Klowden Mike formal

Published October 20, 2014.

"Think global, act local," is a popular catchphrase. But at the Milken Institute, our operating philosophy is "think global, act global," for increasingly, our engagement spans the world. Here are a few examples:

  • In September, the Institute held its inaugural Asia Summit in Singapore. Organized by our new, Singapore-based Asia Center, the meeting brought together leaders from the worlds of business, finance, government and philanthropy to discuss issues ranging from Asia's new crop of political leaders, to the prognosis for health innovation in Asia, and to prosperity and risk in the Asia-Pacific region. Our work in the region extends beyond convening meetings: on the eve of the Summit, we released several major research reports on Asia, including a ground-breaking index of the best performing cities on the continent.
  • In late October, we return to the U.K. for our fourth London Summit, a one-day version of our Global Conference. We will gather nearly a thousand participants from Europe, Africa, Asia and the Americas for panels and private sessions that will focus on finding solutions to some of the globe's biggest challenges.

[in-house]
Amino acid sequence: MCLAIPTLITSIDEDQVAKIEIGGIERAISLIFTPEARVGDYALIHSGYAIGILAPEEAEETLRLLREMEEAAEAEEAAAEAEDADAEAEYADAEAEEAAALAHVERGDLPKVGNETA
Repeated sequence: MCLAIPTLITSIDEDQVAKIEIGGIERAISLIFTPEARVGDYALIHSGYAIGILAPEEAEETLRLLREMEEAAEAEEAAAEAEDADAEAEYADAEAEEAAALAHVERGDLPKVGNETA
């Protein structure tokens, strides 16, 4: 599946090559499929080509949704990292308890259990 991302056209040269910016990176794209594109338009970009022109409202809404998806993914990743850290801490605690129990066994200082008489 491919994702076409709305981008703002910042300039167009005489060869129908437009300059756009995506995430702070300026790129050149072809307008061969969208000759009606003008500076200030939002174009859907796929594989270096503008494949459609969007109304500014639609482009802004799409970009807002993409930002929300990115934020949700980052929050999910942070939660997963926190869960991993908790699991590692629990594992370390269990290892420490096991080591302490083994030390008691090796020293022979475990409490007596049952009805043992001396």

• Our work in Africa continues to expand. As the continent with the most rapid growth in the past decade, there are clearly huge opportunities to unlock the human capital and creative potential of tens of millions of people. We are helping governments in East Africa develop policies that attract growth-inducing foreign investment, as well as helping multinational businesses better appreciate why they need an Africa strategy if they don't already have one.
  • Last but hardly least, our Global Conference, held each spring in Los Angeles, is more global with each passing year. We're already planning for GC 2015, and expect to have more international participants and speakers than ever before, and more panels centered on issues of interest outside the United States.

Why is the Milken Institute so focused on expanding activities around the world? Not only are the issues we focus on – expanding access to capital, improving health, helping fuel job creation – intrinsically global in nature, but in an ever-more-borderless world, solutions and innovations pioneered in one country can powerfully help people elsewhere. A big part of what we do, especially through our convening, is a kind of cross-pollination of ideas. By bringing innovators and leaders from many sectors and countries together, we raise the odds that innovations will move around the world faster, and affect more lives for the better.

Michael Klowden

CEO and President


Michael Klowden, CEO and President